Tuesday, November 22, 2011

An interview with photo pro Ibarionex Perello



Taking photos at a holiday gathering is like cooking a holiday meal – without proper preparation, the end result may prove uncomfortable for all involved.

The digital age has made photography both easier and harder, better and worse than it was before. Better, because now we just snap, print and publish. Worse, because now we just snap, print, and publish. Today, it’s way too easy to publish photos – photos that look over-exposed, under-exposed. And photos that those near and dear, friends and family, might find less than flattering.

Post in haste, repent at leisure.

The digital photography phenomenon has other quagmires ...

More on Patch

[I took IP's photo class this weekend, and it made all the difference. But you'll just have to trust me on this while I practice.]

22 comments:

  1. I took a class in fine art photoing in school back during the film age. I came away more frustrated with my stuff than when I started. I could never match what I saw others do. Digital is better but I'm yet frustrated. My Perfectionism syndrome Iguess.
    Have fun with your photos and new techniques.

    WV: "eypert", A professional photographer

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  2. A friend of mine took 94 digital pictures of her son playing football and posted all f them on Facebook. This is a downside of the ease of digital cameras. Editing please!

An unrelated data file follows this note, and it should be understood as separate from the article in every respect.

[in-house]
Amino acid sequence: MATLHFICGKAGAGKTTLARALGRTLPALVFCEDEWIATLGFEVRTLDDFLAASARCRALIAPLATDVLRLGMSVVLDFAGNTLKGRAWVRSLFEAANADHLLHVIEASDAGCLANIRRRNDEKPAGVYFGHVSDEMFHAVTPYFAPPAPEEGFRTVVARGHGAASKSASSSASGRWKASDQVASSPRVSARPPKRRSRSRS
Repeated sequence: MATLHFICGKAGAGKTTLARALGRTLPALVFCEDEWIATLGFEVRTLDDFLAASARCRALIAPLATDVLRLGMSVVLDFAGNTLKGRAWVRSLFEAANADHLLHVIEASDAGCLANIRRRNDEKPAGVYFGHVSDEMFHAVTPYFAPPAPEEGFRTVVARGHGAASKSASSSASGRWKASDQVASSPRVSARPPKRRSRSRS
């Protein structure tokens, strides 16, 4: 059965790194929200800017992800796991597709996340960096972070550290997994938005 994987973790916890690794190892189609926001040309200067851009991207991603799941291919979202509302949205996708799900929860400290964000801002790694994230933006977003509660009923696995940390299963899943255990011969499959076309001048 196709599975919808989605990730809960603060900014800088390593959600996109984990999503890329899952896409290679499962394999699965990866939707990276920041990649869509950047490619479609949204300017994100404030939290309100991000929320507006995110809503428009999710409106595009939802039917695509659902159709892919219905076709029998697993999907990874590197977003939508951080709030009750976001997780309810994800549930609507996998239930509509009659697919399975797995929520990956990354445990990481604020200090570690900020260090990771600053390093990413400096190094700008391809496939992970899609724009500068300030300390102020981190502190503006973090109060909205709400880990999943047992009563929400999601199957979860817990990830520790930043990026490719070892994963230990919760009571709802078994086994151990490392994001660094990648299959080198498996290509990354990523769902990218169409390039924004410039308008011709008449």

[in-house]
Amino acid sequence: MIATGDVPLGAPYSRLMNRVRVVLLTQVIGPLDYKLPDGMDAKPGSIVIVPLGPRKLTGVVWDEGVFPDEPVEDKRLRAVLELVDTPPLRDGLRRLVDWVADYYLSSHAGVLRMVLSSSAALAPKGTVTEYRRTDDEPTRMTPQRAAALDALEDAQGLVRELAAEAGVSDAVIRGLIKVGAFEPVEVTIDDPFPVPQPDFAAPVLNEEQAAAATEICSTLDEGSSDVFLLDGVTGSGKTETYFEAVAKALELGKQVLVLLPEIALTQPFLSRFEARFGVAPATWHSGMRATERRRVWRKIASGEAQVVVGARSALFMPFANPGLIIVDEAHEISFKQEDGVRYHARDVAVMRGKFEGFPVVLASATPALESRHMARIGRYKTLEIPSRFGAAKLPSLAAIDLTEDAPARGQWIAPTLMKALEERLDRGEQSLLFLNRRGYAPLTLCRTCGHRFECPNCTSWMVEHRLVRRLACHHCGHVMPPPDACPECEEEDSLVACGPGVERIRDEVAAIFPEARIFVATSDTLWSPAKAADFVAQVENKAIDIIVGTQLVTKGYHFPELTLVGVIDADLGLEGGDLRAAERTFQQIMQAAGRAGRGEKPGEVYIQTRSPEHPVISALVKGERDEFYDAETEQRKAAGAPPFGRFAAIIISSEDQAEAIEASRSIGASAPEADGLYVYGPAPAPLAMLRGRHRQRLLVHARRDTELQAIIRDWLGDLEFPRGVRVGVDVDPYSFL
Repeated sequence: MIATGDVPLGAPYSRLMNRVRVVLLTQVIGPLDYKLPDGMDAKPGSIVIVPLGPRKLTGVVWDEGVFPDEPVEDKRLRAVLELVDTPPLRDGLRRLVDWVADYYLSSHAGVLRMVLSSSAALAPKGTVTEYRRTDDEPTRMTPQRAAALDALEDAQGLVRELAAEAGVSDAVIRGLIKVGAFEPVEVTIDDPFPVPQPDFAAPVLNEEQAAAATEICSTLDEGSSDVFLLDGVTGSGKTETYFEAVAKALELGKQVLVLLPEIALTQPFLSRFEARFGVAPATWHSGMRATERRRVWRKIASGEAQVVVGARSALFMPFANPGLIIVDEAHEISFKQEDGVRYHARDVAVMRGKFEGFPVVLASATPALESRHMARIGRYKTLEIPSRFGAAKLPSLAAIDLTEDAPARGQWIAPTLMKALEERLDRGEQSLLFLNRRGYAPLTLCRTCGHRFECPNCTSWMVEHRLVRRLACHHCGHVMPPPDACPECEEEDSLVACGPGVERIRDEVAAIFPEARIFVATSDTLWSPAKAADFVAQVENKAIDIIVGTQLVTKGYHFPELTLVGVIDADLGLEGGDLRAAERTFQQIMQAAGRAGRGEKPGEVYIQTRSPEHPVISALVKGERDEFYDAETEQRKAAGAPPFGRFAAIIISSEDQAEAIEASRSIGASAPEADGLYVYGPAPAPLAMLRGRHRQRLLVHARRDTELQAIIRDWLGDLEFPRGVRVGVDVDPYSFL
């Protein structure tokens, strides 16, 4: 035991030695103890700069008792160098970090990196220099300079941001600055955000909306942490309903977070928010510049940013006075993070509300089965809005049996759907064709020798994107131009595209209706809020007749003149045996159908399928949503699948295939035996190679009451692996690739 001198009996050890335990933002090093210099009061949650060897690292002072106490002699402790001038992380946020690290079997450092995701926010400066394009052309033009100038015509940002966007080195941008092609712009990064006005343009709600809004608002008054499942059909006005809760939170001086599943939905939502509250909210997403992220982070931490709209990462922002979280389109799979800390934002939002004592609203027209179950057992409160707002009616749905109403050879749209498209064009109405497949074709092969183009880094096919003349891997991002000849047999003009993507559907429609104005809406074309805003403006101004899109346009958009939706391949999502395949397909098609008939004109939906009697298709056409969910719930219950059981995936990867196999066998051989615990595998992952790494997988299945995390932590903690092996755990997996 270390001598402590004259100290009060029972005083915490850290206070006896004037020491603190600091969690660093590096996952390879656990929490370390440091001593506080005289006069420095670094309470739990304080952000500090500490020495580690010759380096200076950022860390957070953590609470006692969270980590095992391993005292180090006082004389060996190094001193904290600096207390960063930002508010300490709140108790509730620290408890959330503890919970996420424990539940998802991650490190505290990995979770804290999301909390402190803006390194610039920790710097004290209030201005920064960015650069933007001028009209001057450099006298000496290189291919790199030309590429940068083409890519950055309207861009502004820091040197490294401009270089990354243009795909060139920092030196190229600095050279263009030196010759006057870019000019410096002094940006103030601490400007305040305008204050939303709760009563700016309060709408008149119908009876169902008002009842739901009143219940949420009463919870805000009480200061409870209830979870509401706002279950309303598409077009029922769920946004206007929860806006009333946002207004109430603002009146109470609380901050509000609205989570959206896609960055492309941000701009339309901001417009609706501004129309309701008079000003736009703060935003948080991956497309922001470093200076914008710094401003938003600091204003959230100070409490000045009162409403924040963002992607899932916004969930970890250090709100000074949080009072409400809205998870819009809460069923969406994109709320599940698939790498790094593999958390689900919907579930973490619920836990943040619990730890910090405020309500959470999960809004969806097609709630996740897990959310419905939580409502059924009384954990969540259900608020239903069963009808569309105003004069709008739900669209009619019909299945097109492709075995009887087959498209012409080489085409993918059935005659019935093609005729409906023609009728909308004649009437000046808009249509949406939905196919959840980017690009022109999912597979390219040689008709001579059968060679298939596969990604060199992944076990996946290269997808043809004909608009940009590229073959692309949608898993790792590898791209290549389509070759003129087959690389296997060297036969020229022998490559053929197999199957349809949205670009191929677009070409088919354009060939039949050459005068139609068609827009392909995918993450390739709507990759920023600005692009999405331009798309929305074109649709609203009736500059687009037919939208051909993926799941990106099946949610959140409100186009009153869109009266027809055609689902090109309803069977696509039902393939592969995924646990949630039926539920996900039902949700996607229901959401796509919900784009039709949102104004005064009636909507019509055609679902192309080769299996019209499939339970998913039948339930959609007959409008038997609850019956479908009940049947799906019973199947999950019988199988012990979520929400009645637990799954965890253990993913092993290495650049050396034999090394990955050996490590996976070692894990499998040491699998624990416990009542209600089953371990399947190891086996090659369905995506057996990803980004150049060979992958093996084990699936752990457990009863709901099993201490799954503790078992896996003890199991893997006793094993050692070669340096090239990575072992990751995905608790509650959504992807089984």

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  3. Well done interview. You asked some good questions. Did you ask him about shooting into the sun? how about the proper angle to shoot a horse from? < that last sentence came out bad.

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  4. PA, that made me flinch. But it makes me wonder why we use the word "shoot" for taking a photo. Nothing's coming out the camera - it's the other way round, light's pouring in. Did the first camera users have to give themselves a macho image?

    Wish I'd gone on the course, but I only use my iPhone camera nowadays, to travel light on my hikes. It's so frustrating when there's spectacular lighting on the mountains and I can't do it justice.

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  5. Bellis, love your thoughts on 'shooting'!
    AH, I feel guilty for the photos I post. Darn...